On Dec 22, 2020, Science, Technology and Innovation Minister Khairy Jamaluddin announced that the Malaysian government will spend RM2.05bil to purchase vaccines for 26.5 million Malaysians. If every person receives two doses, that works out to approximately RM39 a dose on average, which is a very reasonable price and appears globally competitive.
These vaccines are an important tool in our ability to fight the pandemic. Malaysia has done well to sign procurement agreements with several companies to deliver enough vaccines to cover 83% of our population. However, this important milestone is being overshadowed by questions regarding the transparency of prices from each individual company.
These demands for price transparency are reasonable for public trust, vaccine confidence and anti-corruption reasons. As a health policies and global health expert, I am supportive of transparency and fair contract terms between low-and-middle-income countries and large and powerful multinational pharmaceuticals. That will improve health outcomes, reduce corruption and strengthen public trust.
However, price transparency for the vaccines is a highly complex situation and we must consider all sides to understand why the Malaysian government can’t disclose vaccine prices.
For full disclosure, I am currently an independent consultant for health systems and policies. I do not own stocks in any company anywhere in the world, and I spent eight years working for a large pharmaceutical company (two years in medical affairs in Singapore and six years as an ethics and compliance director based in Dubai, Shanghai and Paris covering Eastern Europe, the Middle East and Africa, and China).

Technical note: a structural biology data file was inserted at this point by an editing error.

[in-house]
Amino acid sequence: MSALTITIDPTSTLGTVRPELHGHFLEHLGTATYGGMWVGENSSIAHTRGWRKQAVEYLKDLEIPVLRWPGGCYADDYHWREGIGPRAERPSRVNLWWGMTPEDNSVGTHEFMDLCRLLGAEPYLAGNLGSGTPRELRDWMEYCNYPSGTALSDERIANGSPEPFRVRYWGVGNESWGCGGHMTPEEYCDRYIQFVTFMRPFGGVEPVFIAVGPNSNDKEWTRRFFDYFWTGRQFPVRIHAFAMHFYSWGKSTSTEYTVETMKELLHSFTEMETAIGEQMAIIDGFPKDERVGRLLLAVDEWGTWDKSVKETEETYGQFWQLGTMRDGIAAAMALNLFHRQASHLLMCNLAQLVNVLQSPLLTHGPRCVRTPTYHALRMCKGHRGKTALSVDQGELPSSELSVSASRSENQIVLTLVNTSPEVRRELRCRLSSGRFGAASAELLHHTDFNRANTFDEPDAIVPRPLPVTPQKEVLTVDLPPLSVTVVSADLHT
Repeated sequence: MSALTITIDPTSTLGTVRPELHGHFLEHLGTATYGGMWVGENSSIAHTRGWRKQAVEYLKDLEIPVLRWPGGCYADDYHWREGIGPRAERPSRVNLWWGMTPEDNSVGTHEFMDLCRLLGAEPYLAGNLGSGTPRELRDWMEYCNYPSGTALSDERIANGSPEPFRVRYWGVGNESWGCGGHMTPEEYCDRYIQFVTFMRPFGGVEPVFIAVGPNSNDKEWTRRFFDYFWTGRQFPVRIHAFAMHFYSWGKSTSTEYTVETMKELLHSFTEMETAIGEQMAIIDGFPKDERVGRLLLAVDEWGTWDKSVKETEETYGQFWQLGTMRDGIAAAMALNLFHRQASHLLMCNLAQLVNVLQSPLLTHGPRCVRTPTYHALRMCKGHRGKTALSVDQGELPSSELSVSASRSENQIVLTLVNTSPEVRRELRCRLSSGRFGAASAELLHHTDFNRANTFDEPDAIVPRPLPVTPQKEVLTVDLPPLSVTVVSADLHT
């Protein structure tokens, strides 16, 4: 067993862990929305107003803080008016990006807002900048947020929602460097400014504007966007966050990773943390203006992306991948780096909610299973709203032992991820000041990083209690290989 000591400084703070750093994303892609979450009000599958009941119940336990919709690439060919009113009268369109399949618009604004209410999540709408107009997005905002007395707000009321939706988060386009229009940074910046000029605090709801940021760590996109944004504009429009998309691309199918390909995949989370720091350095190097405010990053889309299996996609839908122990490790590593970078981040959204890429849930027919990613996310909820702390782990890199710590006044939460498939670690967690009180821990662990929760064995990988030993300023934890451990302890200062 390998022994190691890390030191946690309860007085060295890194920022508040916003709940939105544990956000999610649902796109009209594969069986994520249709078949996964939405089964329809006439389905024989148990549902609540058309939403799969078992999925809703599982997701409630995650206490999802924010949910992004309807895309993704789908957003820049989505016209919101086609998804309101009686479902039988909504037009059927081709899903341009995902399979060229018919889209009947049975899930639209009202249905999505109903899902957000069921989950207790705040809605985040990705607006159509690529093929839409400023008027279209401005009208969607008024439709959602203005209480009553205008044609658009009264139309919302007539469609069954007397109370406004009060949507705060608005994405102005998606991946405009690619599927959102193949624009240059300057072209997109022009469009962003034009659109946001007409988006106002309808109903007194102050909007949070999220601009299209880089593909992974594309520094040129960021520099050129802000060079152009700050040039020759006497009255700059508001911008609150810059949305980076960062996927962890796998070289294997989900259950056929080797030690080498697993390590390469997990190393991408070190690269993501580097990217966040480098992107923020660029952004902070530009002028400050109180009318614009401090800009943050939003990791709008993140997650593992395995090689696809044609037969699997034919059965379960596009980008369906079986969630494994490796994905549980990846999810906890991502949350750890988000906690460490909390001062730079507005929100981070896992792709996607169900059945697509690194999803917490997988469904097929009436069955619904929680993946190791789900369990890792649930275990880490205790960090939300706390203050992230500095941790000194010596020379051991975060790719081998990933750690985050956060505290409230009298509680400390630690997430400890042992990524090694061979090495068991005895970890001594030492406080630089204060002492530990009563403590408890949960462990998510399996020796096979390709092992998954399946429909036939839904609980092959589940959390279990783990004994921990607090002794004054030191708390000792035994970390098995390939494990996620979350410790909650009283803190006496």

Firstly, we must consider the forces outside government control. Pharma companies have three major customers categories: governments (health ministries, hospitals or government insurers), private entities (private hospitals, distributors or agents) and global organisations (Unicef, the United Nations Children's Fund, buys two billion vaccine doses a year, for instance).
Pharmas often ask their customers to sign nondisclosure agreements (NDAs), even if it's a large customer. The NDAs can cover areas like intellectual property, prices or commercial terms. It’s probable that these NDAs cover ex-factory prices (ie, wholesale, but not retail prices) and other commercial terms such as custom/insurance/freight terms or mark-ups along the distribution chain.
Pharmas use the NDAs to preserve or enhance their commercial advantage. For one, keeping intellectual property and patents secret gives them an advantage over their competitors. Secondly, keeping ex-factory prices secret enhances their negotiating strength with other buyers. This is especially true because multinational pharmas sell to countries with different levels of wealth. Thirdly, keeping commercial terms (such as freight prices, insurance terms and mark-ups) secret provides another advantage over their competitors.
Why would a customer sign the NDA? Firstly, there’s no clear disadvantage for doing so. There’s only a clear advantage if all other customers stop signing all NDAs with every company. So far, there is no single actor in the world willing and able to convene this collective action. Secondly, the customer needs the products made by company and is willing to sign an NDA.